EPA’s new standards for boiler pollution reflect business concerns but still protect public health

On February 21st the EPA released the final Clean Air Act toxic pollution limits for industrial boilers and incinerators. The protections represent a change from the EPA’s original April 2010 proposal, which was modified after regulated businesses raised cost concerns during the public comment period.

The newly streamlined standards will still significantly reduce toxic air pollution while halving the compliance price tag. CAP’s Lee Hamill has the details. Starting in 2014, the new standards will annually prevent an estimated 2,600–6,600 premature deaths, 4,100 heart attacks and42,000 asthma attacks, all while saving the nation a projected $23–56 billion in health-related costs. Bill Becker, executive director of the National Association of Clean Air Agencies, or NACAA, said,

NACAA is pleased that EPA has issued its long-awaited rules that will reduce mercury, benzene, acid gases and other hazardous air pollutants from thousands of industrial facilities across the country. The benefits are huge and far outweigh the costs.

The measures will also generate 2,200 new jobs.

Industry convinced EPA to modify the rules to reduce their total compliance cost by $1.8 billion. Despite these changes, however, big oil and dirty coal allies continue to attack EPA safeguards in Congress. On February 18th, the House voted in favor of an amendment proposed by Texas Republicans Ted Poe, Joe Barton, and John Carter to prevent the EPA from limiting carbon dioxide pollution from power plants, oil refineries, and other stationary sources for the next seven months. This amendment does not affect the final rules announced on February 21st since the compliance is 2014 for boilers and 2016 for incinerators.


Americans overwhelmingly support rules to reduce air pollution. An American Lung Association poll from mid-February found overwhelming support for such policies. The Natural Resources Defense Council, or NRDC, reaffirmed this view with its 20 new surveys (one national and 19 congressional district-specific) that demonstrate overwhelming public backing for the EPA’s standards. The polls were taken in districts of anti-clean air representatives. For instance, 64 percent of Rep. Michelle Bachmann’s (R-MN) and 56 percent of Rep. John Boehner’s (R-OH) constituents choose air pollution reductions even if they “increase manufacturers’ energy costs and make it more difficult to compete.” And a full 70 percent of Rep. Lou Barletta’s (R-PA) support the EPA in setting pollution limits. The Michigan Messenger determined that “Michigan Reps buck constituents on EPA carbon vote,” highlighting that these representatives were disconnected from their voters’ views.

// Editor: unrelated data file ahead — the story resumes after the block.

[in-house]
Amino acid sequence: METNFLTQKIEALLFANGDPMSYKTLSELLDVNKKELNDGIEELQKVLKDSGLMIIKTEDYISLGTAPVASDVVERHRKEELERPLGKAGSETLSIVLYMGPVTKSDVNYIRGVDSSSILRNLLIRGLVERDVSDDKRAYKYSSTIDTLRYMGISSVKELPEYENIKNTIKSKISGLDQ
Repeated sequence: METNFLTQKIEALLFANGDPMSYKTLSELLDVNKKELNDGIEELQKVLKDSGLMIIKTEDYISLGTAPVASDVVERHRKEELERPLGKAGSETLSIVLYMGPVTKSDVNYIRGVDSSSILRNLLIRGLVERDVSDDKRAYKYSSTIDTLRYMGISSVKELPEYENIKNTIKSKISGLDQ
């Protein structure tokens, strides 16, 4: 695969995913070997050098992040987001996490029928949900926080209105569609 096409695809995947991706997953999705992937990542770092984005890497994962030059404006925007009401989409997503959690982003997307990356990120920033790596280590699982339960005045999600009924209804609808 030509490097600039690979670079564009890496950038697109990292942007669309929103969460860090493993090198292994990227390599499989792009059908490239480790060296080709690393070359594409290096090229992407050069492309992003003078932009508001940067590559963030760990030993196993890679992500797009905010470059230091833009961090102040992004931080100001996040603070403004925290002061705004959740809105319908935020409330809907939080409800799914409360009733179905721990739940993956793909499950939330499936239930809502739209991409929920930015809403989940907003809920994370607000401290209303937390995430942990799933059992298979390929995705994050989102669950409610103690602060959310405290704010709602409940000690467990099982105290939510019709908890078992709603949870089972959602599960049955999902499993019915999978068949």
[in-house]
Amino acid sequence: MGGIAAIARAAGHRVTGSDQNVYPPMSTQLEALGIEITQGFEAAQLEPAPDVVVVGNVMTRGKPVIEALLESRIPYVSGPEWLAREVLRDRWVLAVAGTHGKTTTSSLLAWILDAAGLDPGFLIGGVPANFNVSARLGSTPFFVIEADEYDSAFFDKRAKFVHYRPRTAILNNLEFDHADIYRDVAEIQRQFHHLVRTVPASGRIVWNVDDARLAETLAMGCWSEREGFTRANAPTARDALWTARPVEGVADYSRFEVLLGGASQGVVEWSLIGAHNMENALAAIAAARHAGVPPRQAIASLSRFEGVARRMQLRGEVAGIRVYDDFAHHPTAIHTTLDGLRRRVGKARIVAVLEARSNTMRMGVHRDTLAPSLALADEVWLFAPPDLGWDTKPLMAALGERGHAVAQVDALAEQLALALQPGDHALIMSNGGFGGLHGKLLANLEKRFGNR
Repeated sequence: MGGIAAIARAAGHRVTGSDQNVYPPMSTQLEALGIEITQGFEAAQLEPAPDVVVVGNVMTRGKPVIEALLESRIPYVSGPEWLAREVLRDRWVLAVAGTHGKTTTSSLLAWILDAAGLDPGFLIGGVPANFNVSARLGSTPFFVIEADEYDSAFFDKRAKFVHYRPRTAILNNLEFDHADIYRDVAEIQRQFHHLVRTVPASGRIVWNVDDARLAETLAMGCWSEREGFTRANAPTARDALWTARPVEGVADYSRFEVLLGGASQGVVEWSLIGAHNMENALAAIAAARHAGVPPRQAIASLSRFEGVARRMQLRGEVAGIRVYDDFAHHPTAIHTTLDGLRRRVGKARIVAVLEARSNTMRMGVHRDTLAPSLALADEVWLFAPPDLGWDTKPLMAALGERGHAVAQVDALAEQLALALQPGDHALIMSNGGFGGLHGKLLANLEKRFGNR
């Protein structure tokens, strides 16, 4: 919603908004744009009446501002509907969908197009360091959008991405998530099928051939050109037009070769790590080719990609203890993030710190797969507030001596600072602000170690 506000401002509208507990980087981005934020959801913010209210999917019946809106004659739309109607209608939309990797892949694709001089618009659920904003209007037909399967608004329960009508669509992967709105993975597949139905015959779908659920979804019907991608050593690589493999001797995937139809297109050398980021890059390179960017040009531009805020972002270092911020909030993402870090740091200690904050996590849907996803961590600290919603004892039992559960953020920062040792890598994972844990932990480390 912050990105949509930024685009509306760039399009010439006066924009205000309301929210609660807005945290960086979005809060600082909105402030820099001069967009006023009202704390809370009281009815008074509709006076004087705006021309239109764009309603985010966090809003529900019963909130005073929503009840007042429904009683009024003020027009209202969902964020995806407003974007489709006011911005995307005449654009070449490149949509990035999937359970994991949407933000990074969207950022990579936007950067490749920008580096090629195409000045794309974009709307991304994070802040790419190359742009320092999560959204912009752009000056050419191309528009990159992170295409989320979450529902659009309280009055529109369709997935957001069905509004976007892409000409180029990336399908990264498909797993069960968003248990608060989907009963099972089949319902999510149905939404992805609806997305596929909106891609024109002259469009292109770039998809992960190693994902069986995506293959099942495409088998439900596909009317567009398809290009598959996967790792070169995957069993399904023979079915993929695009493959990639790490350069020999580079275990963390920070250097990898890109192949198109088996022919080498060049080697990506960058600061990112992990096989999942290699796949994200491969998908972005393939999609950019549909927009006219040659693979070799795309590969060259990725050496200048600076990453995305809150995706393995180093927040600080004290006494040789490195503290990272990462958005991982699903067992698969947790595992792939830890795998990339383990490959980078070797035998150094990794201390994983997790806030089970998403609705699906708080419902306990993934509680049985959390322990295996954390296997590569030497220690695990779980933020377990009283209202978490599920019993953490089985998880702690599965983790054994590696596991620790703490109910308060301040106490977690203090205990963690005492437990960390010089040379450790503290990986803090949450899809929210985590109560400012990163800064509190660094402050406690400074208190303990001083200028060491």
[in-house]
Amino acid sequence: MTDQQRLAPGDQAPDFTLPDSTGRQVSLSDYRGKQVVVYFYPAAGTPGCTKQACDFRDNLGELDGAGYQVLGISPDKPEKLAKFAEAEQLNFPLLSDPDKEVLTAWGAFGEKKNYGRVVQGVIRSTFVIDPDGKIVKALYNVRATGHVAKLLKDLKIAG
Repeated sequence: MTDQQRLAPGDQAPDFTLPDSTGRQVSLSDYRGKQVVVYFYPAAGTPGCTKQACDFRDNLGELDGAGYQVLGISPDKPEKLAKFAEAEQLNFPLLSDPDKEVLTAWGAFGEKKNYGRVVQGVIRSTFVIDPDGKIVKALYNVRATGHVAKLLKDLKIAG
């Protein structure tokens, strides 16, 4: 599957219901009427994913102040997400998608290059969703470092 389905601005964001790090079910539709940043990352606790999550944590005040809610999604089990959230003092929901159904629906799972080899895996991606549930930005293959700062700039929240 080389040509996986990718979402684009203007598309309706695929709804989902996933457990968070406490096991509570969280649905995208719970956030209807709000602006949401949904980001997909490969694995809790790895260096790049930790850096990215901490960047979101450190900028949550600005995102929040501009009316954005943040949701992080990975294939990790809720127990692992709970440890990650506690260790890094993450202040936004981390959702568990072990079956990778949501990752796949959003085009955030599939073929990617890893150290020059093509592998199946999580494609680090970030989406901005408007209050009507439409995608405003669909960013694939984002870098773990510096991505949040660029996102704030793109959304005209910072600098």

Despite this show of public approval, each of the representatives (except for Speaker of the House Boehner, since the speaker traditionally rarely votes) voted in favor of major anti-EPA bills such as the Texas Republicans’ amendment. They also voted for Rep. Mark Pompeo’s (R-KS) amendment that reduces EPA Programs and Management funding by $8.5 million, and Rep. John Carter’s (R-TX) amendment, which prevents the EPA from using funding to implement cement kiln air pollution rules.

It is unclear whether the House Republican leadership will attempt to undo the new toxic air pollution rules for boilers. Although cutting the cleanup cost in half is very valuable, it may not be enough to stop key congressional players from attacking essential health safeguards.

The EPA reaffirmed its commitment to health-saving, cost-effective pollution safeguards with their new Clean Air Act standards for boilers and incinerators. Anti-public health legislators should note that such measures remain very popular with their constituents.

By Lee Hamill, CAP Energy Policy Intern.